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It’s Not Just About The Internet… We’re Creating Apathetic Robots


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The Orthodox Jewish world continues to seesaw back and forth about the pros and cons of the Asifa on Technology at Citifield in New York.  Debates abound about on the best Internet filters, blocks and technological band-aids to which will surely repair the dangerous environmental influences of the outside world. Let’s ban or block the Internet and suddenly our children will be less distracted, our communities more heimish and our learning and davening more for the sake of Heaven instead of rote blabbering to get it over with.

In 1944, Rav Eliyahu Dessler said in Strive for Truth (v.3, p.143) “Human beings believe, in their arrogance, that if they continue developing the world on the basis of ever expanding technology they will eventually achieve an environment that will afford everyone unlimited gratification of the senses and a life of ease and pleasure. So long as people remain ‘takers,’ their efforts will inevitably be directed toward selfishness…”

With the advance of technology and the ease of availability, the temptation of distraction has become a daily struggle for Jews across the spectrum to remain upright, even in their own homes. But the Internet is only part of the problem. Go into almost any shul today and you’ll find congregants reading their emails on their cell phones and leaving davening to answer their phones, tallis over their heads and tefillin perfectly squared. Attend any d’var Torah, graduation ceremony, wedding or bar mitzvah and you’ll find people distracted with texting.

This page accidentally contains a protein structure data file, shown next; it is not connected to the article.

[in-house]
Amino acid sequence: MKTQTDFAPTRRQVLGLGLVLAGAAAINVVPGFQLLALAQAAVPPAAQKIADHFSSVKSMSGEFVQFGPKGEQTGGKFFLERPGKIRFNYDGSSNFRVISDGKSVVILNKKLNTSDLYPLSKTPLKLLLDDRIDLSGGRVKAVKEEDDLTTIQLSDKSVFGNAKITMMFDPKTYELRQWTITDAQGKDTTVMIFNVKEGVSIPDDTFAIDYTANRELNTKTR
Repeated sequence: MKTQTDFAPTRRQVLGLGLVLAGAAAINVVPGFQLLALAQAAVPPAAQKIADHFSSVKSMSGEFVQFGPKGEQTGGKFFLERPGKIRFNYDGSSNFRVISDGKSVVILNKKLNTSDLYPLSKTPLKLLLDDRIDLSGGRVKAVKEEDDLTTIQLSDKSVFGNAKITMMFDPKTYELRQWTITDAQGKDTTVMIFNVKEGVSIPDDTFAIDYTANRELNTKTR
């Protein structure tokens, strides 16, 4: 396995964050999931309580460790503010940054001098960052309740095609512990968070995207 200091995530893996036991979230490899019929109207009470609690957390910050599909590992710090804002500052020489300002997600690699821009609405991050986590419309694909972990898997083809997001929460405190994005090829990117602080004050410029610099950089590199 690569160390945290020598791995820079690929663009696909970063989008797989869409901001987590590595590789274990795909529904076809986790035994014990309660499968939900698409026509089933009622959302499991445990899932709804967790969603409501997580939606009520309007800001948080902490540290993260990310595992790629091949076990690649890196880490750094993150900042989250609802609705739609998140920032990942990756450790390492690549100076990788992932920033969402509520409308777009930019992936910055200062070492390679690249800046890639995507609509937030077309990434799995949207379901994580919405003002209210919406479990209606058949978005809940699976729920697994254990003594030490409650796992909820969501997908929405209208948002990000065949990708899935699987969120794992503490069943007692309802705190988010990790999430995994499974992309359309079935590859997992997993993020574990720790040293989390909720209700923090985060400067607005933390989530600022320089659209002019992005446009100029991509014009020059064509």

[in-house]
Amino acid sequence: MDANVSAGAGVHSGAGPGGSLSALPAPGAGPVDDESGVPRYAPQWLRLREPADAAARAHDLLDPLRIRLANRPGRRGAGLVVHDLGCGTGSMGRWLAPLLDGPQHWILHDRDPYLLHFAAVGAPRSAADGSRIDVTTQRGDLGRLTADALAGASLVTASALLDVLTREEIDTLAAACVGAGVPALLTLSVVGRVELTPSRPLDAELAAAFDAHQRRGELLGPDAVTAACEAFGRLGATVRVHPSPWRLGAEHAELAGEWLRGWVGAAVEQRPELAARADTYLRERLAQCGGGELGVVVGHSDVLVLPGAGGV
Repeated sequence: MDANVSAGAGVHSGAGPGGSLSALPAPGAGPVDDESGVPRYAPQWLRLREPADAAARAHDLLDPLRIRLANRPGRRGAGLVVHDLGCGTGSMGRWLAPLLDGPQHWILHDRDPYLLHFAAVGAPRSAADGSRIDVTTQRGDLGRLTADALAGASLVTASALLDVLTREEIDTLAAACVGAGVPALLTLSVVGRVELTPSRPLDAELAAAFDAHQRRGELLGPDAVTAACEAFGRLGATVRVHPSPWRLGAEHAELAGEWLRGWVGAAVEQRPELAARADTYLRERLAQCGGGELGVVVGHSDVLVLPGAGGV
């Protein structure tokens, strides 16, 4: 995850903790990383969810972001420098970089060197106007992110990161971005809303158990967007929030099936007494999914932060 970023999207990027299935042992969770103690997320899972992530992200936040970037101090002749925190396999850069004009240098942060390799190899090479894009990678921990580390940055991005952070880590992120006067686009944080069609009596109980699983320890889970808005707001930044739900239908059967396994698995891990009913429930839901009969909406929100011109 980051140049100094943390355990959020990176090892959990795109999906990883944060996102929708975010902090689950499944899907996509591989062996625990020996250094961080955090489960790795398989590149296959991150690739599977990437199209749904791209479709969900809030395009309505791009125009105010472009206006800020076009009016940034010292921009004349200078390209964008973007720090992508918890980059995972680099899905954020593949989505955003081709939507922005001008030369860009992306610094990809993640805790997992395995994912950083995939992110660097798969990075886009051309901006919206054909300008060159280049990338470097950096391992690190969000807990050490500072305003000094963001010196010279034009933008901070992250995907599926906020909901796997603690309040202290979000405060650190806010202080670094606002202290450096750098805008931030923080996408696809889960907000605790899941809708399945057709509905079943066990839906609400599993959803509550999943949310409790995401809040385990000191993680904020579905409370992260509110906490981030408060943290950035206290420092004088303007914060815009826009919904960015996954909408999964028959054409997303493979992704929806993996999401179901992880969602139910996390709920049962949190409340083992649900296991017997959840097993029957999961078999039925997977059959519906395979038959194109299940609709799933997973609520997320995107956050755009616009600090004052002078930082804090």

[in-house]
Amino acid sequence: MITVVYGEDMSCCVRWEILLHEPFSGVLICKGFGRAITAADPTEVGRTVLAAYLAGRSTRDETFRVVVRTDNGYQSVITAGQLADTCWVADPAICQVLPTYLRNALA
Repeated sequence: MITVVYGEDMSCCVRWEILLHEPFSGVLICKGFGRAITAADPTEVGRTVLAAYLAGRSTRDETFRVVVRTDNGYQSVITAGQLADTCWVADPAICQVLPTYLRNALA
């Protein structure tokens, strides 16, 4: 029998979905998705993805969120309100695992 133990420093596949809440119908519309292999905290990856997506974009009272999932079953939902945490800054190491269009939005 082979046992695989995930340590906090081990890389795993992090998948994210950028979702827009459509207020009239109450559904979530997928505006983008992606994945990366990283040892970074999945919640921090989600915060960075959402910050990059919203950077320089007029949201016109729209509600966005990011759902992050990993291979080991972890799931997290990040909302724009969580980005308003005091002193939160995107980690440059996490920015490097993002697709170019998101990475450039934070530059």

The real problem is chutzpah and selfishness, and parents are teaching it to their children by their own actions, and then wondering… what went wrong.

Rabbeinu Bachya asserts in Duties of the Heart: “Their evil inclination induces them to abandon the spiritual world wherein lies their salvation… it makes self-adornment more attractive to them… it impels them to gratify their desires for self-indulgence… until they are sunk in the depths of its seas.”

In the rush to satisfy our thirst for instant gratification, information and acceptance, we’ve created a Jewish society devoid of cohesiveness and spirituality, full of chutzpah and apathy. As Rav Dessler predicted 68 years ago, “They persist in thinking that soon, very soon, they will hit the right formula, and if not in this generation, then in the next, universal happiness will come. And so they bring up their children to study nothing and think of nothing but technological advancement…” (Strive for Truth, pg. 152).

It seems that children and adults 68 years ago were also steeped in the excesses of technology, although it was not as insidious as in our generation. Unfortunately, Jews today are becoming apathetic robots. In their quest to look frum, with their starched white shirts and impeccable Borsolino hats, and in keeping up with the Goldbergs, they have truly collapsed into a materialistic society, all “for the sake of Heaven.”